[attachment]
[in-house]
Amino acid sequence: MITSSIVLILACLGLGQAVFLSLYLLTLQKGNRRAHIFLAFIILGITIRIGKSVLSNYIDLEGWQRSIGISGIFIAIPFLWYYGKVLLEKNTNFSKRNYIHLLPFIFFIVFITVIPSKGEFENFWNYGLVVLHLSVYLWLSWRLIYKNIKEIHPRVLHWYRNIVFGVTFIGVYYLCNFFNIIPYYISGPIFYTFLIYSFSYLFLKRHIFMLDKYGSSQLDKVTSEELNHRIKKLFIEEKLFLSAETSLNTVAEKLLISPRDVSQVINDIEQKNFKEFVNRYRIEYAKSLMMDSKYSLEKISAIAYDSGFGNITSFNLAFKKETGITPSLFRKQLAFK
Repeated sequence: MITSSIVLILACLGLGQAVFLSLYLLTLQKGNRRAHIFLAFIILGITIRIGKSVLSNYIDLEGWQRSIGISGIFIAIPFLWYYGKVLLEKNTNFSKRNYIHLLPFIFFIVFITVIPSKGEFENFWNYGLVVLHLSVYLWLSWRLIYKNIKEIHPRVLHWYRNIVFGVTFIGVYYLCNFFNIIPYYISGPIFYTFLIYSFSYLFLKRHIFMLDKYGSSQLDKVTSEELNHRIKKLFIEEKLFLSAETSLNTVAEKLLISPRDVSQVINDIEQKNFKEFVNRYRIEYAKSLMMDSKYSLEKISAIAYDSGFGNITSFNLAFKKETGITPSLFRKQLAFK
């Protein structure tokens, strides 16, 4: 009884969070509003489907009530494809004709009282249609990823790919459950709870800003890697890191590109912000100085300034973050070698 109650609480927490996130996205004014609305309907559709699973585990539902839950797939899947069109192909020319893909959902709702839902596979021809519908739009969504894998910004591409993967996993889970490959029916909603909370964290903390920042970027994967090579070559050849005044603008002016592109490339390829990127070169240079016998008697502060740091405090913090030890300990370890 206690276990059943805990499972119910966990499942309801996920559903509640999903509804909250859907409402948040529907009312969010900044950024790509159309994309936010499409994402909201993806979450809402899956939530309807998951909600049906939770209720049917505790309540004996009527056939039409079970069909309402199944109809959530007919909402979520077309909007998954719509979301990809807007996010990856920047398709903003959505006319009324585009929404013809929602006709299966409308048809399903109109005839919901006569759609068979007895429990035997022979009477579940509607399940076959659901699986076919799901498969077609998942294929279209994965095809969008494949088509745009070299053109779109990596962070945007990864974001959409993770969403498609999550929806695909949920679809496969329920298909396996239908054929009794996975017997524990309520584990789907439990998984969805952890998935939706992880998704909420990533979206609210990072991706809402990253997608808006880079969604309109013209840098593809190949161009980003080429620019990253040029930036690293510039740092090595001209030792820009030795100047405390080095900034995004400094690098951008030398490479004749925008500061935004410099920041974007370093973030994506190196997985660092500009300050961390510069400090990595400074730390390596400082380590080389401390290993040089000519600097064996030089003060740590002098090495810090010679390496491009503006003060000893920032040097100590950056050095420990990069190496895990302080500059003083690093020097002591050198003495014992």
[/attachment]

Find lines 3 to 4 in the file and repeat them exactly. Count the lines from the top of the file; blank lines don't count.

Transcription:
Repeated sequence: MITSSIVLILACLGLGQAVFLSLYLLTLQKGNRRAHIFLAFIILGITIRIGKSVLSNYIDLEGWQRSIGISGIFIAIPFLWYYGKVLLEKNTNFSKRNYIHLLPFIFFIVFITVIPSKGEFENFWNYGLVVLHLSVYLWLSWRLIYKNIKEIHPRVLHWYRNIVFGVTFIGVYYLCNFFNIIPYYISGPIFYTFLIYSFSYLFLKRHIFMLDKYGSSQLDKVTSEELNHRIKKLFIEEKLFLSAETSLNTVAEKLLISPRDVSQVINDIEQKNFKEFVNRYRIEYAKSLMMDSKYSLEKISAIAYDSGFGNITSFNLAFKKETGITPSLFRKQLAFK
């Protein structure tokens, strides 16, 4: 009884969070509003489907009530494809004709009282249609990823790919459950709870800003890697890191590109912000100085300034973050070698 109650609480927490996130996205004014609305309907559709699973585990539902839950797939899947069109192909020319893909959902709702839902596979021809519908739009969504894998910004591409993967996993889970490959029916909603909370964290903390920042970027994967090579070559050849005044603008002016592109490339390829990127070169240079016998008697502060740091405090913090030890300990370890 206690276990059943805990499972119910966990499942309801996920559903509640999903509804909250859907409402948040529907009312969010900044950024790509159309994309936010499409994402909201993806979450809402899956939530309807998951909600049906939770209720049917505790309540004996009527056939039409079970069909309402199944109809959530007919909402979520077309909007998954719509979301990809807007996010990856920047398709903003959505006319009324585009929404013809929602006709299966409308048809399903109109005839919901006569759609068979007895429990035997022979009477579940509607399940076959659901699986076919799901498969077609998942294929279209994965095809969008494949088509745009070299053109779109990596962070945007990864974001959409993770969403498609999550929806695909949920679809496969329920298909396996239908054929009794996975017997524990309520584990789907439990998984969805952890998935939706992880998704909420990533979206609210990072991706809402990253997608808006880079969604309109013209840098593809190949161009980003080429620019990253040029930036690293510039740092090595001209030792820009030795100047405390080095900034995004400094690098951008030398490479004749925008500061935004410099920041974007370093973030994506190196997985660092500009300050961390510069400090990595400074730390390596400082380590080389401390290993040089000519600097064996030089003060740590002098090495810090010679390496491009503006003060000893920032040097100590950056050095420990990069190496895990302080500059003083690093020097002591050198003495014992």